Hiroshima Day observed at Imphal


IMPHAL, Aug 6: The Indo-Japan Friendship Association, Manipur today observed the 67th Hiroshima Day at the Manipur Press Club.

The observation was attended by PHED Minister I Hemochandra Singh, IJFA president, W Bhumeshwar and Imphal Municipal Council Chairperson, N Raghumani Singh as the chief guest, president and guest of honour, respectively.

Speaking at the observation, the PHED Minister paid solidarity to the sufferings of the Hiroshima and Nagasakhi and said several wars have been fought, but the suffering of Japan has not been felt anywhere else.

He also acknowledged the Mayors of Peace for its effort in trying to make the world an Atomic weapon free place. He also expressed his desire for the observation to be made bigger next year.

Meanwhile, during the observation, IJFA founder secretary Ph Nandakumar read out the Peace Declaration, 2012 from the Mayor of Hiroshima and the president of Mayors for Peace, Matsui Kazumi.

The president of the Mayors for Peace recounted the scene of the day when the atomic bomb was dropped at the Japanese city.

The message said, “8:15 am, August 6, 1945 our hometown was reduced to ashes by a single atomic bomb. The houses we came home to, our everyday lives, the customs we cherished-all were gone”.

“Hiroshima was no more, the city had vanished. No roads, just a burnt plain of rubble as far as I could see, and sadly, I could see too far. I followed electric lines that had fallen along what I took to be tram rails. The tram street was hot. Death was all around.”

“That was our city, as seen by a young woman of twenty. That was Hiroshima for all the survivors. The exciting festivals, the playing in boats, the fishing and clamming, the children catching long-armed shrimp-e-a way of life had disappeared from our beloved rivers.”

“Worse yet, the bomb snuffed out the sacred lives of so many human beings: “I rode in a truck with a civil defense team to pick up corpses. 1 was just a boy, so they told me to grab the ankles. I did, but the skin slipped right off. I couldn`t hold on. I steeled myself, squeezed hard with my fingertips, and the flesh started oozing. A terrible stench, I gripped right down to the bone. With a `one-two-three,` we tossed them into the truck.”

While recounting many such experiences of the victims of the powerful bomb, the peace declaration from the Mayor urged, “People of the world! Especially leaders of nuclear-armed nations, please come to Hiroshima to contemplate peace in this A-bombed city”.

“This year, Mayors for Peace marked its 30th anniversary”, the message said.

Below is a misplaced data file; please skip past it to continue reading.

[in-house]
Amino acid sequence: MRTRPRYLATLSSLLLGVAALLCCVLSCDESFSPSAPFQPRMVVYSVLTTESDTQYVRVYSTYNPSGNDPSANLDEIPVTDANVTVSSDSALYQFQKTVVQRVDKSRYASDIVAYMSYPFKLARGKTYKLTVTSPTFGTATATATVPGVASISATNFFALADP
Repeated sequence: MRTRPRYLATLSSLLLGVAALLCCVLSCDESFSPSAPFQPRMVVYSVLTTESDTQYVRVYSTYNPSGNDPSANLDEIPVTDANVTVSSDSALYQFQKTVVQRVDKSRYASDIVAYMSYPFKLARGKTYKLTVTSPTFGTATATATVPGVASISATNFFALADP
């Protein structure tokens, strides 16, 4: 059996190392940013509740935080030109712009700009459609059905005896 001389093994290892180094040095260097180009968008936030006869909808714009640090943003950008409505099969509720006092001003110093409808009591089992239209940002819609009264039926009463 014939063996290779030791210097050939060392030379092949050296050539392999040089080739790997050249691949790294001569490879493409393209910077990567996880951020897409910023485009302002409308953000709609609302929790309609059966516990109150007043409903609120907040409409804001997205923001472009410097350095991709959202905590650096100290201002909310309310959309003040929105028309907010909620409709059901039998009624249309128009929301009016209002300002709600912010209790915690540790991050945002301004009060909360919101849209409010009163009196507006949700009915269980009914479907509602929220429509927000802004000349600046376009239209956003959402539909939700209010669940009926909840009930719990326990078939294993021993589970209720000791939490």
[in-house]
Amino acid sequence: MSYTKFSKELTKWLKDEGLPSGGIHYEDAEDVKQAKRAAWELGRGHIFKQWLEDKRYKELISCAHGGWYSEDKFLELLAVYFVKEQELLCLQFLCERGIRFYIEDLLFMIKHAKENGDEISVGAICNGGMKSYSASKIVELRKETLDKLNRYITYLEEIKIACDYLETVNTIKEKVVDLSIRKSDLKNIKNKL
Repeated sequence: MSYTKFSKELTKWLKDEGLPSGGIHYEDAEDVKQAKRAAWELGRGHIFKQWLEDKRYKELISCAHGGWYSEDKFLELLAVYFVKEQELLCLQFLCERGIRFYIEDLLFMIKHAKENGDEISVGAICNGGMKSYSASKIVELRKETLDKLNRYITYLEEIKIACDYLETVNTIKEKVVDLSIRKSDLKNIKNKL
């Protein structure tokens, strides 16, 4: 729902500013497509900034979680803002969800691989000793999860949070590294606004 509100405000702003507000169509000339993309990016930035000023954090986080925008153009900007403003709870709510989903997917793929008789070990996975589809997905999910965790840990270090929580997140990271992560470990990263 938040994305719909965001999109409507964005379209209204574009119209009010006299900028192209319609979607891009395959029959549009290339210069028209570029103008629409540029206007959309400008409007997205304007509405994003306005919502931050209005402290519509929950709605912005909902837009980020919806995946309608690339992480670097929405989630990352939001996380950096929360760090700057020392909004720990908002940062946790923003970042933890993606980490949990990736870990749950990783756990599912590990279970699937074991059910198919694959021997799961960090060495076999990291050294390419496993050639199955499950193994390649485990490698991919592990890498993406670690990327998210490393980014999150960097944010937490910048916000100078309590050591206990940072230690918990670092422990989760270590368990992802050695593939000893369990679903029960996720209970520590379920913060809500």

“The number of cities calling for the total abolition of nuclear weapons by 2020 has passed 5,300, and our members now represent approximately a billion people. Next August, we will hold a Mayors for Peace general conference in Hiroshima. That event will convey to the world the intense desire of the overwhelming majority of our citizens for a nuclear weapons convention and elimination of nuclear weapons”.

“The following spring, Hiroshima will host a ministerial meeting of the Non-Proliferation and Disarmament Initiative comprising ten non-nuclear-weapon states, including Japan”.

“I firmly believe that the demand for freedom frorn nuclear weapons will soon spread out from Hiroshima, encircle the globe, and lead us to genuine world peace.”

“March 11,2011, is a day we will never forget, A natural disaster compounded by a nuclear power accident created an unprecedented catastrophe. Here in Hiroshima, we are keenly aware that the survivors of that catastrophe still suffer terribly, yet look toward the future with hope.”

We see their ordeal clearly superimposed on what we endured 67 years ago. I speak now to all in the stricken areas. Please hold fast to your hope for tomorrow. Your day will arrive, absolutely. Our hearts are with you.

Having learned a lesson from that terrific accident, Japan is now engaged in a national debate over its energy policy, with some voices insisting, “Nuclear energy and humankind cannot coexist.”

“I call on the Japanese government to establish without delay an energy policy that guards the safety and security of the people. I ask the government of the only country to experience an atomic bombing to accept as its own the resolve of Hiroshima and Nagasaki.”

“Once again, we offer our heartfelt prayers for the peaceful repose of the atomic bomb victims. From our base here in Hiroshima, we pledge to convey to the world the experience and desire of our hibakusha, and do everything in our power to achieve the genuine peace of a world without nuclear weapons.”

Meanwhile, prizes of the Hiroshima Children’s Peace Drawing Competition were also distributed during the observation.


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